My Big Brother and Jenny Drumm


If you had an older brother, you can understand the miserable life I had in my early years.   My brother was seven years older and he made it his business to regale me with tales that left me not crying but downright bawling.


When we were quite young, he would drive me to tears by telling me he was going to throw my teddy bear out the window into a snow bank where a wolf would eat him up.


Later, his dire predictions took on a more realistic tone when I was enrolled in the sixth grade.  He used Jenny Drumm to send me into rages.   All the kids avoided Jenny Drumm.   She was chubby, had dirty hair and red chapped legs because she wore summer clothes all year round.   It was my fate to sit next to her so I knew she smelled too.


When my brother found out about my misery at school he began his evil program.  “Your desk is next to Jenny Drumm, that close so you’ll soon begin to look just like her.   Yes, some day you and Jenny Drumm will look just like twins,” he predicted.


When our class picture was taken on the school steps Jenny Drumm stood right next to me.  My wicked brother took one look at the photo and said he couldn’t tell which figure was Jenny Drumm or me.  At that moment I really hated the girl.


A week before Christmas the teacher announced that the class would have a gift exchange after we all drew names.   I got Margie Hall’s name and I was allowed to buy her a little gold pencil with a black ribbon on top so she could wear it around her neck.   It was an exciting day just before our holiday vacation.   All the gifts were piled up on a table near the blackboard.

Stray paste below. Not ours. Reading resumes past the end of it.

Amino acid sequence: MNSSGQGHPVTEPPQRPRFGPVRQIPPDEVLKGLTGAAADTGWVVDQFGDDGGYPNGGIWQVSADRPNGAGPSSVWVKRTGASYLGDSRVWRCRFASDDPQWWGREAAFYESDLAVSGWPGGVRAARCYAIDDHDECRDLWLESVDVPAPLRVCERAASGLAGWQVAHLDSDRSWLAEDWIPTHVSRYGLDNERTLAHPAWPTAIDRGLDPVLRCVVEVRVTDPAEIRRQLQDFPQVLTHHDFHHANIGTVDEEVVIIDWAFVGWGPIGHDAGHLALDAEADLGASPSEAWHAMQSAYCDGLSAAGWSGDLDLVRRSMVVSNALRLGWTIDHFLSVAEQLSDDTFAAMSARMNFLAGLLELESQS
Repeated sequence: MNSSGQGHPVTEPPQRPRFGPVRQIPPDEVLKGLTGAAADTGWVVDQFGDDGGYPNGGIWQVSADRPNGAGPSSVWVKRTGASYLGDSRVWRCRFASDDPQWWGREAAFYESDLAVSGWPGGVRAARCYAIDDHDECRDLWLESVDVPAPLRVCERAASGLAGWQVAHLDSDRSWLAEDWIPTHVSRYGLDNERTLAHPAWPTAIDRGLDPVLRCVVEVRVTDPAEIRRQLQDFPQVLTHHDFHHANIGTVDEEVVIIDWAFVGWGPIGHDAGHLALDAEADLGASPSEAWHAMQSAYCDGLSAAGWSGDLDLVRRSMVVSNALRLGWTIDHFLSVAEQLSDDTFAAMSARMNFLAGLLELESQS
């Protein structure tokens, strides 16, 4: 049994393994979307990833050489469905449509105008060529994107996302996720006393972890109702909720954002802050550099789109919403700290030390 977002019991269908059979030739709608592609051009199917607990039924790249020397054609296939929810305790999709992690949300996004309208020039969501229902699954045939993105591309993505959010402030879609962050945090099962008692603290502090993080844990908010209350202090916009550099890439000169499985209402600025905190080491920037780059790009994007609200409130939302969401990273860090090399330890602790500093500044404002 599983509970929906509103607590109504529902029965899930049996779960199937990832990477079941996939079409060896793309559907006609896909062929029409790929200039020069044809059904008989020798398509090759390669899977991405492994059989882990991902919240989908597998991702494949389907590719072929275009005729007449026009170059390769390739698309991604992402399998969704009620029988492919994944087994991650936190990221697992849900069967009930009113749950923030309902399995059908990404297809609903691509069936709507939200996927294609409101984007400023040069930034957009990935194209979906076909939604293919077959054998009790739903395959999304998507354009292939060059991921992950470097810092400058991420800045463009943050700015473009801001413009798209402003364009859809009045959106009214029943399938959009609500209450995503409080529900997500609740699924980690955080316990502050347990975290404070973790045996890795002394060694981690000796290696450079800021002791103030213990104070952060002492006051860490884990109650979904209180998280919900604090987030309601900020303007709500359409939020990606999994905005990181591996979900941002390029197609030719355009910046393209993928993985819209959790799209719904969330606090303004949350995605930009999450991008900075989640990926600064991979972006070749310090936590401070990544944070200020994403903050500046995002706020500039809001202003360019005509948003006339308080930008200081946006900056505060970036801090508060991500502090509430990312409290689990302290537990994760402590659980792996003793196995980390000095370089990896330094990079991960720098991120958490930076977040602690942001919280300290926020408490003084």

Billy and Robert Tyson got to be the mailmen to pass out the presents.  When mine was put on my desk I thought the sky had fallen.   The bundle was wrapped in that white paper the butcher uses to wrap the bones for the dog.  Dirty string tied the package together and in pencil on one side were the words, “To Mary from Jenny.”  Oh-no Jenny Drumm had drawn my name!  With shaking fingers I slipped the paper off to reveal a copy of the arithmetic book we were all using.   Every kid in the class had one!


The bell rang and everyone trooped out while I sat in shock.   Then I got up and put Jenny Drumm’s book back in her desk and I threw the crumpled paper in the wastebasket.   That was the minute I realized that I really didn’t have to bawl or fight or get mad at my brother’s teasing, because I understood how awfully tough it was to be Jenny Drumm.


Mary Elizabeth Mruzik

Pacific, Missouri